On Being a Fraud

By | November 29, 2021

[November 29, 2021]  No one likes a fraud; a person who pretends to be someone or something they are not.  Perhaps this dislike is innate to humans, or maybe learned, but being a fraud means breaking the most critical element of humanness; trust.

A Canadian medical researcher who rose to become the nation’s top voice on indigenous health has been ousted from her government job and her university professorship — after suspicious colleagues investigated her increasingly fanciful claims of Native American heritage and learned she was a fraud.1

Many years ago, when I was a Major and part of a training unit, a Colonel turned out to be a fraud.  How, we asked, could someone pull off such a high-level deception and get away with it for years?  But, the man was a fraud.  He was good at coordinating many different military elements, bringing them together to conduct an extensive, complex military training exercise.  Someone decided one day to look into the man’s past.  He was arrested for impersonating a U.S. Army officer and sent to prison.

We can all be fooled by almost anyone who poses as something they are not.  All human relationships involved, at their core, an element of trust.  When trust is missing, bad things happen. I’ve written on the importance of trust on many occasions (see link here, here, and here).  Trust is not easy to build and yet easily lost.

Being a fraud is not something new in the human experience.  We see it written about in early philosophical discussions, in the Bible, and other ancient texts.  Some compare fraud to the early practices of propaganda, purposeful deception, trickery, deceit, hoaxes, scams, and even protection rackets.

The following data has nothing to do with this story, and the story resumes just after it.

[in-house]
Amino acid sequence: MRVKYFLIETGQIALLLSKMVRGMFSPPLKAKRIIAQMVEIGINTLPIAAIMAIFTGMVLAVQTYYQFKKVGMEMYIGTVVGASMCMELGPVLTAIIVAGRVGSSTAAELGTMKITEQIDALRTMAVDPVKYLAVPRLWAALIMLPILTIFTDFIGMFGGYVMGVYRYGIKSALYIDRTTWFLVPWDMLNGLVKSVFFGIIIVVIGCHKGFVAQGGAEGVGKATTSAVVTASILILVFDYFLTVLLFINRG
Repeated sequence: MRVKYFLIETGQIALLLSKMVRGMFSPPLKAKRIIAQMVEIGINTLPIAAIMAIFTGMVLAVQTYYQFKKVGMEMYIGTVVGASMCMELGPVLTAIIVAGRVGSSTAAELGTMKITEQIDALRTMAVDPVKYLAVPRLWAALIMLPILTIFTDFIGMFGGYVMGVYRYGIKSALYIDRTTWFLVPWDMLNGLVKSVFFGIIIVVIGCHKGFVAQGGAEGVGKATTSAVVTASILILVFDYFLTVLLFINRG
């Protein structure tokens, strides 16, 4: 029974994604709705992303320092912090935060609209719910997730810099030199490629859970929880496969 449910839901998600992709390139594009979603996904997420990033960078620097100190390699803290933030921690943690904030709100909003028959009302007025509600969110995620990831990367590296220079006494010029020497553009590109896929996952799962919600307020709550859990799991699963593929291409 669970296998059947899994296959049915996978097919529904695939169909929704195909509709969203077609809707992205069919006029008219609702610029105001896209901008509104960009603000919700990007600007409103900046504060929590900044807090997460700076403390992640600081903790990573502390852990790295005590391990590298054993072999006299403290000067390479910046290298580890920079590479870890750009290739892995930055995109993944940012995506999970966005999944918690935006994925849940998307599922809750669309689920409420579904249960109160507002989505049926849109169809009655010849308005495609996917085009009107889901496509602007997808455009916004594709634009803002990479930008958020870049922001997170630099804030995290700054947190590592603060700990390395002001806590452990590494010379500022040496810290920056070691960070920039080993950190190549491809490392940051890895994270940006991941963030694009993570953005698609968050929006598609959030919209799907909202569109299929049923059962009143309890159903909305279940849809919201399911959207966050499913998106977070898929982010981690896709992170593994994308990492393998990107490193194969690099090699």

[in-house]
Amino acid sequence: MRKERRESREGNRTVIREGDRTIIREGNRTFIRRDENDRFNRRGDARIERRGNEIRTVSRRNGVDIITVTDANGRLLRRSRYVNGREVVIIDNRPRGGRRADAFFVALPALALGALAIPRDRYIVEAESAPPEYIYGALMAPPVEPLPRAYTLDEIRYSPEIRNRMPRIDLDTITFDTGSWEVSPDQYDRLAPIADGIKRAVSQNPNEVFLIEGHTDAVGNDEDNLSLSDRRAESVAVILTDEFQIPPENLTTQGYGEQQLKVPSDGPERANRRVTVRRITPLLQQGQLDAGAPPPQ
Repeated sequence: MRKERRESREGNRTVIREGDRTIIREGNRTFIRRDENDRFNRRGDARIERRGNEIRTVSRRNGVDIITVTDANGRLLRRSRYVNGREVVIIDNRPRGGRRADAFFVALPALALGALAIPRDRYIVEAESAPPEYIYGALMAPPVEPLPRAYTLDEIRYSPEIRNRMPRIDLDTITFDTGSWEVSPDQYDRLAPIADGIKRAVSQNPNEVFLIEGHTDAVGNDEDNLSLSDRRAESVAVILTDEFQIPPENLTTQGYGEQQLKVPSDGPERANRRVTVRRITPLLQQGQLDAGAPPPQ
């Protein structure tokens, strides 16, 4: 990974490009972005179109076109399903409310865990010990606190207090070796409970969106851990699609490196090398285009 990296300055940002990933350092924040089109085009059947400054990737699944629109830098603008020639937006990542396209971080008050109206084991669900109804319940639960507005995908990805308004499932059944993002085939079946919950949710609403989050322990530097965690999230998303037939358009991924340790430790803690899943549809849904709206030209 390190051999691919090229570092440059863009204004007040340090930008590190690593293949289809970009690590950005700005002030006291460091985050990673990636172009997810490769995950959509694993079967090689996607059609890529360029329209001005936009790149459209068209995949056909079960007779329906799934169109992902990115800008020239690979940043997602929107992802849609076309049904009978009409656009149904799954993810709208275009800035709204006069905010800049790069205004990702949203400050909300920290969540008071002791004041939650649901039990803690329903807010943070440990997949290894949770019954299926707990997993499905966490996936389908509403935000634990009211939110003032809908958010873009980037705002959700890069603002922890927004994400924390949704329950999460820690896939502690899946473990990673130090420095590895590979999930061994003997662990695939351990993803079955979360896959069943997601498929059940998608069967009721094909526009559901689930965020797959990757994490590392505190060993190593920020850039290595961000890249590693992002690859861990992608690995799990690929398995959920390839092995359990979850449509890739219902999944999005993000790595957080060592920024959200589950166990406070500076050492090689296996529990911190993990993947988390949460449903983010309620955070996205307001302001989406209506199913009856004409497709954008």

Leaders build their place on being trusted to do what is right (morally and efficiently).  The greatest frauds of all time are those who were in leadership positions and were discovered.

There are many infamous frauds; Charles Ponzi, Victor Lustig (who “sold” the Eiffel Tower), Kenneth Lay (Enron), and Bernie Madoff.  And, it does not have to involve money.  In 1908, there were false claims that Frederick Cook reached the north pole before Robert Peary.  Today, there is doubt whether either man did so.

And, like the claims of American Indian ancestry, as we see in the Canadian medical researcher or Elizabeth Warren (U.S. presidential candidate), can lead to fraud.  Being a fraud is as old a story as human existence.  Our lesson, beware!!


  1. https://nypost.com/2021/11/27/canadian-indigenous-health-expert-carrie-bourassa-fired-for-faking-heritage/


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Author: Douglas R. Satterfield

Hello. I provide one article every day. My writings are influenced by great thinkers such as Friedrich Nietzsche, Karl Jung, Aleksandr Solzhenitsyn, Jean Piaget, Erich Neumann, and Jordan Peterson, whose insight and brilliance have gotten millions worldwide to think about improving ourselves. Thank you for reading my blog.

26 thoughts on “On Being a Fraud

  1. Mr. Savage

    Hi everyone, I’m new to this senior leadership site. I hope to add to the discussions of all. I work where there are team leaders in business who are frauds; faked education from college, faked experience, and faked other qualifications. It shows when they fail but my boss is unwilling to do anything about it. Why? Enter race and gender as THE factor.

    1. Frank Graham

      Welcome Mr. Savage. I’m sure you will appreciate this site and grow as a leader. We are very open and often politely critique one another.

  2. Janna Faulkner

    This is one of the better articles in a long time. I know that “real men” and I mean REAL MEN are never frauds. They are what they are, the good and the bad. None of us are perfect but you have to be comfortable in your own skin before you can be a real leader. Go REAL MEN. The sissy men we see in politics can go to HECK for my concerns.

    1. Joe Omerrod

      Those guys and gals are everywhere. I’ve been watching old westerns on tv lately and it seems on nearly every episode there is a “snake oil salesman” trying to pawn off some new “medical cure” upon the unsuspecting people out West. Great entertainment but I wouldn’t want to part with my hard earned money.